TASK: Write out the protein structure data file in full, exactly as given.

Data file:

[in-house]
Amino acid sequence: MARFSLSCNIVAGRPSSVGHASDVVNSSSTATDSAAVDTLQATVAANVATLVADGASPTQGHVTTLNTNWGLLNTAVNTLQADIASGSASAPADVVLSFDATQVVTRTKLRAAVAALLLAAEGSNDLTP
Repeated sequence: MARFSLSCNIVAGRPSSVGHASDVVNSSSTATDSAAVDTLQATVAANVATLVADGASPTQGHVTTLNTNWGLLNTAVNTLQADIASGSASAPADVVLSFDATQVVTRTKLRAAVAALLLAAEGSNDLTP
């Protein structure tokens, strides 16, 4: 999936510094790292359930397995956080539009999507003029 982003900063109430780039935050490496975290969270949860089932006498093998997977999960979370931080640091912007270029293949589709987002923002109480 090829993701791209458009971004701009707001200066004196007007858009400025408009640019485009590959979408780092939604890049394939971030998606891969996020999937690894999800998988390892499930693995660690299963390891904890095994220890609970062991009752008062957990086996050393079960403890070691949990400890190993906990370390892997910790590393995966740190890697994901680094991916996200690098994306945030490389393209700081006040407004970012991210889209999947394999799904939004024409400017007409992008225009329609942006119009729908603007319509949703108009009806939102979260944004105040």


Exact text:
[in-house]
Amino acid sequence: MARFSLSCNIVAGRPSSVGHASDVVNSSSTATDSAAVDTLQATVAANVATLVADGASPTQGHVTTLNTNWGLLNTAVNTLQADIASGSASAPADVVLSFDATQVVTRTKLRAAVAALLLAAEGSNDLTP
Repeated sequence: MARFSLSCNIVAGRPSSVGHASDVVNSSSTATDSAAVDTLQATVAANVATLVADGASPTQGHVTTLNTNWGLLNTAVNTLQADIASGSASAPADVVLSFDATQVVTRTKLRAAVAALLLAAEGSNDLTP
């Protein structure tokens, strides 16, 4: 999936510094790292359930397995956080539009999507003029 982003900063109430780039935050490496975290969270949860089932006498093998997977999960979370931080640091912007270029293949589709987002923002109480 090829993701791209458009971004701009707001200066004196007007858009400025408009640019485009590959979408780092939604890049394939971030998606891969996020999937690894999800998988390892499930693995660690299963390891904890095994220890609970062991009752008062957990086996050393079960403890070691949990400890190993906990370390892997910790590393995966740190890697994901680094991916996200690098994306945030490389393209700081006040407004970012991210889209999947394999799904939004024409400017007409992008225009329609942006119009729908603007319509949703108009009806939102979260944004105040």